Nearing the end of our journey we were getting pretty tired. We had had quite a bit of rain and although our tent was 100% water-proof (thank god), the relentless pounding made it hard to sleep. Every day, when the sun would shine in the morning, we were rejuvenated and energised by the extraordinary journey we were on, but slowly we were running out of gas. Our feet were blistered and our bodies were getting sore. Eating freeze-dried meals and trail mix was loosing it’s novelty and we were craving a soft bed and a cooked meal. Also, coming straight off of a 6 day Gobi Desert tour, we’d literally had one shower in 2 weeks!
So, on the 8th and final day, we walked our asses off! We walked for 44 km, as soon as we reached Tsuman River we hiked along it non-stop until we reached Tariat. An exhausting 44 km in one day over rocky hills! It was intense and our feet were almost falling apart at the end. We came over one hill (after walking for 20 km) and we could see Tariat in the distance. We thought “not too far now!”. But the town was actually still over 20 km away and we just kept going and going, following this mirage like cluster of buildings on the horizon.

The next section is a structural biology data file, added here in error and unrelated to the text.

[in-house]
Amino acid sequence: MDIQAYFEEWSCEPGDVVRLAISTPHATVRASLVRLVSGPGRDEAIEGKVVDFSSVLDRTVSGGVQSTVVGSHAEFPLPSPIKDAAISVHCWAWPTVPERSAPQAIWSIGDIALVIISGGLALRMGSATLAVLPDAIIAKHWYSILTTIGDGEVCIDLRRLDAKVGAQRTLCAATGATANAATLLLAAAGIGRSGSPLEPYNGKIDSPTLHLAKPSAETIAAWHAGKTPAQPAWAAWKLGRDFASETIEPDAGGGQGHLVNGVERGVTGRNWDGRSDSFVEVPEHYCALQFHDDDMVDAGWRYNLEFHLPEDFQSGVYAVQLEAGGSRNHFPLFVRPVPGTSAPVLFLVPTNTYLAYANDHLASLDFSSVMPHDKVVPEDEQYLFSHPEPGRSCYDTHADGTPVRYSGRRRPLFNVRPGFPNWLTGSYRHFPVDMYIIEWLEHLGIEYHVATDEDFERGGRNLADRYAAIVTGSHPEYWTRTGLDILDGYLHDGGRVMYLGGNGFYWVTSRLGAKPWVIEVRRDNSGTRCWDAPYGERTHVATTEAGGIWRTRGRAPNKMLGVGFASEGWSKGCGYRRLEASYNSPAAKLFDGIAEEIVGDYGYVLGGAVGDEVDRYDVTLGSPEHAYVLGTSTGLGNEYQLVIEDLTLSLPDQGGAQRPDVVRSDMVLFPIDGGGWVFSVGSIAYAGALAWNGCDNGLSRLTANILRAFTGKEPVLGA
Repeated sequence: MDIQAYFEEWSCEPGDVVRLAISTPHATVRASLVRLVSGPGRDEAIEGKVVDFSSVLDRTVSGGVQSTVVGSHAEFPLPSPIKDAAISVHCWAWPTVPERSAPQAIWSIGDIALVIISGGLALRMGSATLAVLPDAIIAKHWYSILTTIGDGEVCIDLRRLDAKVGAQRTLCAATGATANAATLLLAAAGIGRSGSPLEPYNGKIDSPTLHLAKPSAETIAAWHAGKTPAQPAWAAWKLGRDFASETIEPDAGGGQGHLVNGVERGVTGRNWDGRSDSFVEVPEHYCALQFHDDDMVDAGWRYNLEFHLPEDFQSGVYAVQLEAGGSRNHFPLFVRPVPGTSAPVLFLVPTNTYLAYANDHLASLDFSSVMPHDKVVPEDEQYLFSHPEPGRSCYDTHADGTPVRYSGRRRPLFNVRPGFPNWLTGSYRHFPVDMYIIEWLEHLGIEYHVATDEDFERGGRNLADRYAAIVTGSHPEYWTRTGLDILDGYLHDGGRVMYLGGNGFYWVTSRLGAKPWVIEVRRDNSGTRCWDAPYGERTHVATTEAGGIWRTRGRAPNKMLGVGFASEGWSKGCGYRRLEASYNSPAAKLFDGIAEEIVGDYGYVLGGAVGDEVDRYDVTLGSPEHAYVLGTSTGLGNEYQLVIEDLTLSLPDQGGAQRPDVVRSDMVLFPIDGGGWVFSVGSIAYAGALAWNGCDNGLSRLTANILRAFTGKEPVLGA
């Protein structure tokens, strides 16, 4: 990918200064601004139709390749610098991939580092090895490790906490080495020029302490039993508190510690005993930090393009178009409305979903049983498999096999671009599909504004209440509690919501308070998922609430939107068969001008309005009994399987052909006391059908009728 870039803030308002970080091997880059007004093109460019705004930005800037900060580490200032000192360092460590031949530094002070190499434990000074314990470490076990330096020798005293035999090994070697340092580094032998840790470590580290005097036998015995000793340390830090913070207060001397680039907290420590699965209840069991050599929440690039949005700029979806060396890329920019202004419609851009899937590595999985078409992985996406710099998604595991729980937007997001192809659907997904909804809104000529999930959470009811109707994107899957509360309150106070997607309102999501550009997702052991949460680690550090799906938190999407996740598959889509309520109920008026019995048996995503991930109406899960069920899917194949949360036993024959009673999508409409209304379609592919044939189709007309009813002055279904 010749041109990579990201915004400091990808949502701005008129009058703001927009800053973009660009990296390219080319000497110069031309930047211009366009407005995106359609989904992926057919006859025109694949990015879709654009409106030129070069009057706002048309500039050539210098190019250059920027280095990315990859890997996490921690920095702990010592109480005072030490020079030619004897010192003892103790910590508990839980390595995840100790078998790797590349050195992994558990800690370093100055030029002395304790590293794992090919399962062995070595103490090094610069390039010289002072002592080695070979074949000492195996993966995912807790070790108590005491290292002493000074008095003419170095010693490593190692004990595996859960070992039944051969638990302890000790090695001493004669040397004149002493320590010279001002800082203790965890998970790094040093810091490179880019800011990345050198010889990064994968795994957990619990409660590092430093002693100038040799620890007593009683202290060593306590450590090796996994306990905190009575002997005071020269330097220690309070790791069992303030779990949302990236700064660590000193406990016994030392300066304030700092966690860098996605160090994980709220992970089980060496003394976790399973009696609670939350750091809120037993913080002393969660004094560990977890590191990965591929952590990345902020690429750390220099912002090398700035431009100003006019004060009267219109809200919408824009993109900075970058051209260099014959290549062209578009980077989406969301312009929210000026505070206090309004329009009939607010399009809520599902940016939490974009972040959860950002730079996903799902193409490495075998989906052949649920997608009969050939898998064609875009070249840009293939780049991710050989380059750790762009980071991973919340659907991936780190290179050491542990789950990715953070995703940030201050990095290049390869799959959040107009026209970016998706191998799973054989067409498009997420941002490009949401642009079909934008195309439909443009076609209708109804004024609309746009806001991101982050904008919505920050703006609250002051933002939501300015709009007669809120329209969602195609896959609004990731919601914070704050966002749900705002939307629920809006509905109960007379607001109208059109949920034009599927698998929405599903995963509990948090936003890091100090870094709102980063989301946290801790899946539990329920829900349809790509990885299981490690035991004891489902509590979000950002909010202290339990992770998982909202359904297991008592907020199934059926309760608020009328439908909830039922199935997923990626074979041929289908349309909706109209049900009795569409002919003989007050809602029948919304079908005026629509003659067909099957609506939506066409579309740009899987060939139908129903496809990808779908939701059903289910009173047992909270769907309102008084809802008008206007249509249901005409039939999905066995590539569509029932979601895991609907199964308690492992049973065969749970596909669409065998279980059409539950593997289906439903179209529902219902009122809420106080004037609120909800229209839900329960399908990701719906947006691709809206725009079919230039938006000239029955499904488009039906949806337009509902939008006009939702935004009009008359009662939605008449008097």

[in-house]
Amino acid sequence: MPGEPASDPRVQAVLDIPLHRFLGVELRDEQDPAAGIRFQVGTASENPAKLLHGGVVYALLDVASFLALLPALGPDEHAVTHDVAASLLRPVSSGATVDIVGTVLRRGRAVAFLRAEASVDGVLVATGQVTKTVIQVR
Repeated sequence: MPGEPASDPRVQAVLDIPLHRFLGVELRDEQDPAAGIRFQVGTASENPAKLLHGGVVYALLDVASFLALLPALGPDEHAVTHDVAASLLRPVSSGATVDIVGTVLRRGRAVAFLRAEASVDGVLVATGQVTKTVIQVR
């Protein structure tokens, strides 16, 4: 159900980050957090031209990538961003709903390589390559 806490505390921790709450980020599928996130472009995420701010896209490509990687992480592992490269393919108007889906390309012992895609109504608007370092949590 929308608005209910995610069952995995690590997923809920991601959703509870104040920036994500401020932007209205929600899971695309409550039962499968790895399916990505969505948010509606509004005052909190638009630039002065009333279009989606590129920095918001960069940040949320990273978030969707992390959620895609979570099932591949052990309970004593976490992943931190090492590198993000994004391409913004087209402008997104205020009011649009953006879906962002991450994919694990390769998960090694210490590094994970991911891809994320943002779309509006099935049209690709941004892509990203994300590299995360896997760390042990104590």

“44 kilometers in one day… exhausting!”
When we arrived in Tariat (a town on White Lake) we were completely spent. We bought a bunch of food from the store and found a (slightly dingy) hotel where we basically just vegged out on the bed. A BED! it wasn’t comfortable but it felt better than the 2cm thick sleeping pad we’d been crashing on for the past week. That was it, the most amazing trek we’d ever done was complete.
The trek itself was more than we could have imagined. We met so many friendly families, watched semi-wild horses stampeding past us, we navigated our way through rivers and over hills, through herds of yak and goat and sheep, fishing and camping the entire way. It was absolutely incredible. The rain was relentless, and although it pissed us off at the time, it really didn’t ruin the experiences that we had along the way.
This trip was ours, and ours alone. We planned it and executed it to perfection and we were both really proud of what we had accomplished. This was no “trail” or “tour”. It was just us from conception to completion, the ideal adventure for the Goats On The Road and we’re so happy that we made the effort to do this, and now we can share our experiences with other people who want to trek in this amazing country. Mongolia is all about the nomadic lifestyle, and after this trip, we feel like we’ve lived it.
For more information on travelling to Mongolia, check out our Backpacking Guide to Mongolia.